Welcome to the psychological safety newsletter and thanks for subscribing. You rock.
This week includes Neurodivergence, Google, Grout, Tigers and Elephants, Pre-Mortems, Equity, Accountability, Gendered Social Biases, and Cognitive Load.If you enjoy reading this newsletter, please share it via your social networks and/or forward it to other people who may appreciate it.
This newsletter is sponsored by Conflux.
Conflux is the leading business consultancy worldwide helping organisations to navigate fast flow in software. We help organisations to adopt and sustain proven, modern practices for delivering software rapidly and safely.
Fostering psychological safety is one of the principles that organizations must adopt in order to succeed – according to Jon Smart’s recent book, ‘Sooner Safer Happier: Antipatterns and Patterns for Business Agility’. Sophie Weston, Principal at Conflux, has been taking a closer look at the patterns for creating psychological safety and describes her key takeaways in this article.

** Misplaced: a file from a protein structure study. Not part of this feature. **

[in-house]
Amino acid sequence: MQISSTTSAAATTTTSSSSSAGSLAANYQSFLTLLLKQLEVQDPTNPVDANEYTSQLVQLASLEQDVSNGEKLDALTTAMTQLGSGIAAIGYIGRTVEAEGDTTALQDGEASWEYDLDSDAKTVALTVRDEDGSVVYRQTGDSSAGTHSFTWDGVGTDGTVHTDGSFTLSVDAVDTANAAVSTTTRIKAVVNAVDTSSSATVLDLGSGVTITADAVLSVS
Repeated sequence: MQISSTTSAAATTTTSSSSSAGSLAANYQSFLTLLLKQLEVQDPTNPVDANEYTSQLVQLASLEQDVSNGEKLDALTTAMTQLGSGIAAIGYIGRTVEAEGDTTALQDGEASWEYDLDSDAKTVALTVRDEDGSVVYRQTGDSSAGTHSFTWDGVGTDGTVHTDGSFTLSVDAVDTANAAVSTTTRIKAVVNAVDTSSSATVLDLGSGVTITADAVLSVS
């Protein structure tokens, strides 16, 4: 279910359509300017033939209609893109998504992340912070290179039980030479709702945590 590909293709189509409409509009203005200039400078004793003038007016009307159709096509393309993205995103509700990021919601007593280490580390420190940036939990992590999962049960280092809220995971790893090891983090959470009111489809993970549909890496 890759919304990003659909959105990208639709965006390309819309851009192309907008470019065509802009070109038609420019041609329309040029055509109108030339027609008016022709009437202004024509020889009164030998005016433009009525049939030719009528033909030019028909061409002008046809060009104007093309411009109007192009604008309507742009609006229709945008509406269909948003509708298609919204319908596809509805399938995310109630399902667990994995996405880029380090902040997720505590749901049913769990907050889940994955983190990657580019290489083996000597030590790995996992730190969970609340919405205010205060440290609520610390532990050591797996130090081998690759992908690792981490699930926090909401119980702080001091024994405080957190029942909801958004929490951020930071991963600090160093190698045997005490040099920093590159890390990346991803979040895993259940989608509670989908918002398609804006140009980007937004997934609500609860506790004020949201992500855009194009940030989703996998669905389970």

The first Psychological Safety Meetup went off!
Thanks to everyone that attended the first ever psychological safety meetup! I was absolutely nervewracked (is that a word?) in case it all went wrong, but the dream team of Romy, Stephanie and Samantha pulled it together. And thanks also to all the wonderful attendees, who listened, contributed and shared their expertise and insight. The Lean Coffee discussion was great: we talked about toxic cultures, leadership behaviours, virtual and hybrid work, and even “downsides” to psychological safety, alongside intersectionality, equity and inclusion! I can’t wait to do it again, and we’ll confirm soon when that should be.